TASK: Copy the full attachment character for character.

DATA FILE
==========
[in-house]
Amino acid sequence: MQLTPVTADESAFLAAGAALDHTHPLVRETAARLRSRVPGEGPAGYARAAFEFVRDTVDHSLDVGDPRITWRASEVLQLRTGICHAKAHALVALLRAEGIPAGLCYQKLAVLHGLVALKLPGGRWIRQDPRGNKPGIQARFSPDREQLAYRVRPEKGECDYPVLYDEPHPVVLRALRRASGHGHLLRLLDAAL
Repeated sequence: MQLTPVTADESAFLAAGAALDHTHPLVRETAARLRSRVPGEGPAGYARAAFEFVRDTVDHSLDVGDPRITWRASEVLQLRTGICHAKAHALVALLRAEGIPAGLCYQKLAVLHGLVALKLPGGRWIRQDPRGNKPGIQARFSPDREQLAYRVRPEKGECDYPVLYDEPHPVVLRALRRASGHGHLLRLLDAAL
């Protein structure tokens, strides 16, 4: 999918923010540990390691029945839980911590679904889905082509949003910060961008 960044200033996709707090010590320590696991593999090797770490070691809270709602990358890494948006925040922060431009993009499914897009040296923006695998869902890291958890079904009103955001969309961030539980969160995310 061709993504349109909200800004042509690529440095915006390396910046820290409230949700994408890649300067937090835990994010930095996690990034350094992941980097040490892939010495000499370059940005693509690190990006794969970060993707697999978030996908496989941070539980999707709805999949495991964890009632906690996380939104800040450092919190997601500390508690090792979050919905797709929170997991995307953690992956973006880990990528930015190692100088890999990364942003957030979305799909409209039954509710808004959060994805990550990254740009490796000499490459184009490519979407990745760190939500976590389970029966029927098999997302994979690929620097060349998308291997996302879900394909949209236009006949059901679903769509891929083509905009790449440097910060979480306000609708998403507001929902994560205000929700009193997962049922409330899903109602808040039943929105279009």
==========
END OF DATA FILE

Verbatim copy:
[in-house]
Amino acid sequence: MQLTPVTADESAFLAAGAALDHTHPLVRETAARLRSRVPGEGPAGYARAAFEFVRDTVDHSLDVGDPRITWRASEVLQLRTGICHAKAHALVALLRAEGIPAGLCYQKLAVLHGLVALKLPGGRWIRQDPRGNKPGIQARFSPDREQLAYRVRPEKGECDYPVLYDEPHPVVLRALRRASGHGHLLRLLDAAL
Repeated sequence: MQLTPVTADESAFLAAGAALDHTHPLVRETAARLRSRVPGEGPAGYARAAFEFVRDTVDHSLDVGDPRITWRASEVLQLRTGICHAKAHALVALLRAEGIPAGLCYQKLAVLHGLVALKLPGGRWIRQDPRGNKPGIQARFSPDREQLAYRVRPEKGECDYPVLYDEPHPVVLRALRRASGHGHLLRLLDAAL
């Protein structure tokens, strides 16, 4: 999918923010540990390691029945839980911590679904889905082509949003910060961008 960044200033996709707090010590320590696991593999090797770490070691809270709602990358890494948006925040922060431009993009499914897009040296923006695998869902890291958890079904009103955001969309961030539980969160995310 061709993504349109909200800004042509690529440095915006390396910046820290409230949700994408890649300067937090835990994010930095996690990034350094992941980097040490892939010495000499370059940005693509690190990006794969970060993707697999978030996908496989941070539980999707709805999949495991964890009632906690996380939104800040450092919190997601500390508690090792979050919905797709929170997991995307953690992956973006880990990528930015190692100088890999990364942003957030979305799909409209039954509710808004959060994805990550990254740009490796000499490459184009490519979407990745760190939500976590389970029966029927098999997302994979690929620097060349998308291997996302879900394909949209236009006949059901679903769509891929083509905009790449440097910060979480306000609708998403507001929902994560205000929700009193997962049922409330899903109602808040039943929105279009």